Colour, 1991, 102m. / Directed by Iz˘ Hashimoto / Starring Shoko Nakajima, Rie Kondoh / Unearthed (US R0 NTSC), Japan Shock (Holland R0 NTSC) / WS (1.66:1), Artsmagic (UK R2 PAL) / WS (1.66:1) (16:9) / DD2.0

Inexplicably passed off as a sequel to the slasherfest Evil Dead Trap, this Asian response to the Crazy Fat Ethel films of the 1980s plumbs the nasty depths of a young woman's psyche with typically gory results. If the first film was an homage to the films of Dario Argento, this one owes everything to Jorg Buttgereit.

City girl Aki (Nakajima) works as a projectionist at a small Japanese theater and doesn't have much of a social life, apart from self-absorbed former classmate Emi (Kondou), now a reporter. At least Aki does have some other use for her time: prowling the streets at night and carving up innocent women. Things get more complicated when Emi, who's busy covering the brutal crimes, tries to fix up Aki with a married man, Kurahashi (Shirou Sano). Meanwhile Aki's murderous instincts are propelled by visions of a creepy young boy, Hideki (the sole reference to the first Evil Dead Trap), leading to a typically nasty denouement.

Loaded with gore and stylish visuals, Evil Dead Trap 2 (originally Shiryo no wana 2: Hideki ) is more erratically paced than its companion film and feels a bit closer to arthouse territory. The performers are all good despite the sketchy nature of their characters, and director Hashimoto (the man behind one of the Guinea Pig films, Lucky Sky Diamond) displays a solid sense of how to execute a gore scene for maximum impact.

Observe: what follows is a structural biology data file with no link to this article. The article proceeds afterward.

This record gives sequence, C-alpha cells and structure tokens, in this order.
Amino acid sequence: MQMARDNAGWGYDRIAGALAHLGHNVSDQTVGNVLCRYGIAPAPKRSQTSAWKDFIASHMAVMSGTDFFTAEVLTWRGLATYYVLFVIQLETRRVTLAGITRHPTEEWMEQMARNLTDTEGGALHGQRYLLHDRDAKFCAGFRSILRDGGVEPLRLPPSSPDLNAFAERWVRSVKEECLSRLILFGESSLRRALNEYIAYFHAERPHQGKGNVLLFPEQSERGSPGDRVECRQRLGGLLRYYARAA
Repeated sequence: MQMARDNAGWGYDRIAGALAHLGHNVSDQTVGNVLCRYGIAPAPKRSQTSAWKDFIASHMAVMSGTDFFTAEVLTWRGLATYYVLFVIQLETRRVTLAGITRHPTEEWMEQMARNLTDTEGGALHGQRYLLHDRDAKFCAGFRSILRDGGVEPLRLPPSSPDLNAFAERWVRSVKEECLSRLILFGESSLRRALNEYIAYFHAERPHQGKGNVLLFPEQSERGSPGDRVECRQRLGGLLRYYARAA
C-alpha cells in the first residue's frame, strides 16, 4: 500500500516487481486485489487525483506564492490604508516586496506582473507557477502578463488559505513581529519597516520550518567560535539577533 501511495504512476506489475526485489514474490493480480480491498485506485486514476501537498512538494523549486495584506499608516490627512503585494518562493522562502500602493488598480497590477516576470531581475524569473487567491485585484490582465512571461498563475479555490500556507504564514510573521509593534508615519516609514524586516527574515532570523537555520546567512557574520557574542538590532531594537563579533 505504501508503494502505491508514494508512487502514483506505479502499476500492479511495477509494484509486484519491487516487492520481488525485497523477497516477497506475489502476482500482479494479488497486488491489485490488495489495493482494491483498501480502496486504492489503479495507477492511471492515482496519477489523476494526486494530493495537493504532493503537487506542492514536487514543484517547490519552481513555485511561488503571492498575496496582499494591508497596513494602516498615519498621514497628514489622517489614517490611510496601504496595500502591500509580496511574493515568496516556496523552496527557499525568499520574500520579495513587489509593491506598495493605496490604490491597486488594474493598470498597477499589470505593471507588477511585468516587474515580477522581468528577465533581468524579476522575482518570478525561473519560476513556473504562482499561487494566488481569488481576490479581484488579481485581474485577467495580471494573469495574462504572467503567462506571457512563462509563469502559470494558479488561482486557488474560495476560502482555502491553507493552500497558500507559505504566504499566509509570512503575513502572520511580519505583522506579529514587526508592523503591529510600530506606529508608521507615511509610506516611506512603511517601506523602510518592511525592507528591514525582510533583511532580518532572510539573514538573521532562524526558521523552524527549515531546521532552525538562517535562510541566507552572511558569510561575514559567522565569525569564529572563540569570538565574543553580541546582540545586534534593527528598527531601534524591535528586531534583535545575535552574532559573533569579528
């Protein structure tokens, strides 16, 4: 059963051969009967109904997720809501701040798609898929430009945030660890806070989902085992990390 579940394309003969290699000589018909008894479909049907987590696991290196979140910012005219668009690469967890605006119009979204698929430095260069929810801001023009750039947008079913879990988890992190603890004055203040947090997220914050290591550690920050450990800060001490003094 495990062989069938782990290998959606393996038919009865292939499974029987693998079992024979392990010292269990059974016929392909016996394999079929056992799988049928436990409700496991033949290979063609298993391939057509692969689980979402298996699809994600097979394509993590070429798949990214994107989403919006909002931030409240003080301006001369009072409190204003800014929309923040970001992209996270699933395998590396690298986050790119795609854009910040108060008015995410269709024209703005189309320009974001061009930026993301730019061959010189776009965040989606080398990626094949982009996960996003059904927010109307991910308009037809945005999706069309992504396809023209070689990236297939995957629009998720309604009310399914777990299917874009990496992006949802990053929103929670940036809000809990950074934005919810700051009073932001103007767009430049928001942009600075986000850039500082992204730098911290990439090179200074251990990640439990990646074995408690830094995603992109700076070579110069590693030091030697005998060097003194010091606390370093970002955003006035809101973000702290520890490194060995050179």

The US disc from Unearthed offers a serviceable widescreen transfer which captures the low budget, grimy look of the film adequately enough. Colors veer towards the rusty side, which appears to be the intended color scheme of the film. Optional subtitles in English are the clearest around for this title. The UK DVD offers 16:9 enhancement, though the image quality isn't much of an improvement and, as with a couple of other Asian faux-anamorphic jobs, may just be a blow-up from a similar master. The Dutch disc looks the worst of the bunch, with extremely soft detail and washed out blacks. None of the discs are extras-laden, featuring the theatrical trailer and little else.

Colour, 1988, 102m. / Directed by Toshiharu Ikeda / Starring Miyuki Ono, Fumi Katsuragi / Synapse (US R1 NTSC) / WS (1.85:1), Japan Shock (Holland R0 NTSC)